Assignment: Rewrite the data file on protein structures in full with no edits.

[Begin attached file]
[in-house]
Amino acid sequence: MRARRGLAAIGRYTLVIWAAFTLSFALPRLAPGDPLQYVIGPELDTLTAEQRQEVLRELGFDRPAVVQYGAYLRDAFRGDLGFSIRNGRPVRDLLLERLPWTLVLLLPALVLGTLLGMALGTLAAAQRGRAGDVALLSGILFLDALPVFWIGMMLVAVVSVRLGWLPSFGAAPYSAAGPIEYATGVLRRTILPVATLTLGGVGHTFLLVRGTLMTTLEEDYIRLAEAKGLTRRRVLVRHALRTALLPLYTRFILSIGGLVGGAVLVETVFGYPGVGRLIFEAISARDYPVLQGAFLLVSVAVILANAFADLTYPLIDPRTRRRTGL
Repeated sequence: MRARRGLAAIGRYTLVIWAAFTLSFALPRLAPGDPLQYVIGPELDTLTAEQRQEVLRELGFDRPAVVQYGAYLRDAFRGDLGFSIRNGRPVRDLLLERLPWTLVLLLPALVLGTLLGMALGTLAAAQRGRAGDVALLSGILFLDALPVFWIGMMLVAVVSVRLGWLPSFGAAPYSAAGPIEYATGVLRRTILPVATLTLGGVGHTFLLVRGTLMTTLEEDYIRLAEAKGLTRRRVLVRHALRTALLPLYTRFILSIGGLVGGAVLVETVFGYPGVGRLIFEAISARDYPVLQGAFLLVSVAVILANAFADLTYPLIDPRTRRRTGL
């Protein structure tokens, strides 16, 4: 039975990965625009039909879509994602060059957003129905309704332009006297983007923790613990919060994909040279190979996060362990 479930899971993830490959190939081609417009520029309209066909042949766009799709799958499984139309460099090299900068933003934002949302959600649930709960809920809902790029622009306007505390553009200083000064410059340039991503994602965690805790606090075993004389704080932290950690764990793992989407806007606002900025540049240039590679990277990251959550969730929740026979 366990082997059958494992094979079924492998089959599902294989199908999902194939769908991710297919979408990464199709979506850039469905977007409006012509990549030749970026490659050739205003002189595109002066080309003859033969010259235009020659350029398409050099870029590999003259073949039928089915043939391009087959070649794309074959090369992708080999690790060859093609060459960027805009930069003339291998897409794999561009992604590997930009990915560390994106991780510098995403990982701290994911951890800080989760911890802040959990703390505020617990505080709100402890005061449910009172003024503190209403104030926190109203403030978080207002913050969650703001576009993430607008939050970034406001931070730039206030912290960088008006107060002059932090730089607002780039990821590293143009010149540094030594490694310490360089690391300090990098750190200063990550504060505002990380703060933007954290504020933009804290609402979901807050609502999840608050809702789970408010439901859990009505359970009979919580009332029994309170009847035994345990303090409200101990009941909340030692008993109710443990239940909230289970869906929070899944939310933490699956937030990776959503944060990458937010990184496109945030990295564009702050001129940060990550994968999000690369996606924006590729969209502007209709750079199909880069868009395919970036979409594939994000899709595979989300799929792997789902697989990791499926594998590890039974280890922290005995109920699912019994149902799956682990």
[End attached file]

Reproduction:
[in-house]
Amino acid sequence: MRARRGLAAIGRYTLVIWAAFTLSFALPRLAPGDPLQYVIGPELDTLTAEQRQEVLRELGFDRPAVVQYGAYLRDAFRGDLGFSIRNGRPVRDLLLERLPWTLVLLLPALVLGTLLGMALGTLAAAQRGRAGDVALLSGILFLDALPVFWIGMMLVAVVSVRLGWLPSFGAAPYSAAGPIEYATGVLRRTILPVATLTLGGVGHTFLLVRGTLMTTLEEDYIRLAEAKGLTRRRVLVRHALRTALLPLYTRFILSIGGLVGGAVLVETVFGYPGVGRLIFEAISARDYPVLQGAFLLVSVAVILANAFADLTYPLIDPRTRRRTGL
Repeated sequence: MRARRGLAAIGRYTLVIWAAFTLSFALPRLAPGDPLQYVIGPELDTLTAEQRQEVLRELGFDRPAVVQYGAYLRDAFRGDLGFSIRNGRPVRDLLLERLPWTLVLLLPALVLGTLLGMALGTLAAAQRGRAGDVALLSGILFLDALPVFWIGMMLVAVVSVRLGWLPSFGAAPYSAAGPIEYATGVLRRTILPVATLTLGGVGHTFLLVRGTLMTTLEEDYIRLAEAKGLTRRRVLVRHALRTALLPLYTRFILSIGGLVGGAVLVETVFGYPGVGRLIFEAISARDYPVLQGAFLLVSVAVILANAFADLTYPLIDPRTRRRTGL
């Protein structure tokens, strides 16, 4: 039975990965625009039909879509994602060059957003129905309704332009006297983007923790613990919060994909040279190979996060362990 479930899971993830490959190939081609417009520029309209066909042949766009799709799958499984139309460099090299900068933003934002949302959600649930709960809920809902790029622009306007505390553009200083000064410059340039991503994602965690805790606090075993004389704080932290950690764990793992989407806007606002900025540049240039590679990277990251959550969730929740026979 366990082997059958494992094979079924492998089959599902294989199908999902194939769908991710297919979408990464199709979506850039469905977007409006012509990549030749970026490659050739205003002189595109002066080309003859033969010259235009020659350029398409050099870029590999003259073949039928089915043939391009087959070649794309074959090369992708080999690790060859093609060459960027805009930069003339291998897409794999561009992604590997930009990915560390994106991780510098995403990982701290994911951890800080989760911890802040959990703390505020617990505080709100402890005061449910009172003024503190209403104030926190109203403030978080207002913050969650703001576009993430607008939050970034406001931070730039206030912290960088008006107060002059932090730089607002780039990821590293143009010149540094030594490694310490360089690391300090990098750190200063990550504060505002990380703060933007954290504020933009804290609402979901807050609502999840608050809702789970408010439901859990009505359970009979919580009332029994309170009847035994345990303090409200101990009941909340030692008993109710443990239940909230289970869906929070899944939310933490699956937030990776959503944060990458937010990184496109945030990295564009702050001129940060990550994968999000690369996606924006590729969209502007209709750079199909880069868009395919970036979409594939994000899709595979989300799929792997789902697989990791499926594998590890039974280890922290005995109920699912019994149902799956682990």